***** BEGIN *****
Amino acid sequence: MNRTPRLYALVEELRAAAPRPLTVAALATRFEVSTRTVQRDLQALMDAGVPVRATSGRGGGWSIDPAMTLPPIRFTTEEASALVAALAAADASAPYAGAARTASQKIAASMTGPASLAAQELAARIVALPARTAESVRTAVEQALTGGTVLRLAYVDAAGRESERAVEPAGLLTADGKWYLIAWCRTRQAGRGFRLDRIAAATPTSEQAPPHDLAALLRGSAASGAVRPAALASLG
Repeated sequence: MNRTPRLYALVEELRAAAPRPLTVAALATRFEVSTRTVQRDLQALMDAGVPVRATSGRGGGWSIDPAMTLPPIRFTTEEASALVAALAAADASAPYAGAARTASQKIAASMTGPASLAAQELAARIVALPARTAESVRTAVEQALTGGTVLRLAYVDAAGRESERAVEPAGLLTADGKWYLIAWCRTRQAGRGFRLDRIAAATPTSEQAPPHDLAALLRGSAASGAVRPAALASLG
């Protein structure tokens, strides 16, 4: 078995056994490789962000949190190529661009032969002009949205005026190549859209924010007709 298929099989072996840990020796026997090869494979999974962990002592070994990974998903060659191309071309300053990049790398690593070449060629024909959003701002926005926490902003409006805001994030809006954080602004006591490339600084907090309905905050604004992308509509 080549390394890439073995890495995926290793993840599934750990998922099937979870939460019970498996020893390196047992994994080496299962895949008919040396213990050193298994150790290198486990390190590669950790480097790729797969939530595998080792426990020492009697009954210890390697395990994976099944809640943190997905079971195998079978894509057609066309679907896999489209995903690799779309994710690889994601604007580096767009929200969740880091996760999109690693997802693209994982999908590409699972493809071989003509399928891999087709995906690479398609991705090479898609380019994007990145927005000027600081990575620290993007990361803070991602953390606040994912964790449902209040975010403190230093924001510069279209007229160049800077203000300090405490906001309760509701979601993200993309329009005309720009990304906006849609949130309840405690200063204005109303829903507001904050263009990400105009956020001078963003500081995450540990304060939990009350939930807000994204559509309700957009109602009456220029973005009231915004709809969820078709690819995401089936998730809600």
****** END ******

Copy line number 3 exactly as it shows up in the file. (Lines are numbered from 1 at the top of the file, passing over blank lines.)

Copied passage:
């Protein structure tokens, strides 16, 4: 078995056994490789962000949190190529661009032969002009949205005026190549859209924010007709 298929099989072996840990020796026997090869494979999974962990002592070994990974998903060659191309071309300053990049790398690593070449060629024909959003701002926005926490902003409006805001994030809006954080602004006591490339600084907090309905905050604004992308509509 080549390394890439073995890495995926290793993840599934750990998922099937979870939460019970498996020893390196047992994994080496299962895949008919040396213990050193298994150790290198486990390190590669950790480097790729797969939530595998080792426990020492009697009954210890390697395990994976099944809640943190997905079971195998079978894509057609066309679907896999489209995903690799779309994710690889994601604007580096767009929200969740880091996760999109690693997802693209994982999908590409699972493809071989003509399928891999087709995906690479398609991705090479898609380019994007990145927005000027600081990575620290993007990361803070991602953390606040994912964790449902209040975010403190230093924001510069279209007229160049800077203000300090405490906001309760509701979601993200993309329009005309720009990304906006849609949130309840405690200063204005109303829903507001904050263009990400105009956020001078963003500081995450540990304060939990009350939930807000994204559509309700957009109602009456220029973005009231915004709809969820078709690819995401089936998730809600």